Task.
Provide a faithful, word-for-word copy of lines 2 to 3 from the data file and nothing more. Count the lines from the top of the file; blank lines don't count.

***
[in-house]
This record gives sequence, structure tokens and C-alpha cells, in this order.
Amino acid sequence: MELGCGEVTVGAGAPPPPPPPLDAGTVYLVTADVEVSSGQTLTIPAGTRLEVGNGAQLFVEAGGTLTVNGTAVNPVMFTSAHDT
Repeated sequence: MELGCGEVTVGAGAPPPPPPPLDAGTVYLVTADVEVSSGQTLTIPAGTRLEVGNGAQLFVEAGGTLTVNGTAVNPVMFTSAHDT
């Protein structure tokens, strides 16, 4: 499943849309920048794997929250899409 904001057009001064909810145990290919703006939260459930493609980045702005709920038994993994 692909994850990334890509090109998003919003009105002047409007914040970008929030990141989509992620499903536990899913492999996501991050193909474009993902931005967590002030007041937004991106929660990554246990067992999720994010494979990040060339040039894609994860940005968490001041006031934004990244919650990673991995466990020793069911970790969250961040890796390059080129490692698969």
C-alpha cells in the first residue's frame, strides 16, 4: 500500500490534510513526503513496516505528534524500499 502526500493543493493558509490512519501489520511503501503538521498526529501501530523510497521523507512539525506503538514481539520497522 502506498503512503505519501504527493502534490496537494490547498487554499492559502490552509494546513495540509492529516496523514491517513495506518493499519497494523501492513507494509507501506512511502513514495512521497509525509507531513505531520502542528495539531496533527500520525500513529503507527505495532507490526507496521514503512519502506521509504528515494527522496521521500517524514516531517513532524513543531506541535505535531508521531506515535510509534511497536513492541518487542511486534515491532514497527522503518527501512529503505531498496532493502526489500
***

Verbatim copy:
This record gives sequence, structure tokens and C-alpha cells, in this order.
Amino acid sequence: MELGCGEVTVGAGAPPPPPPPLDAGTVYLVTADVEVSSGQTLTIPAGTRLEVGNGAQLFVEAGGTLTVNGTAVNPVMFTSAHDT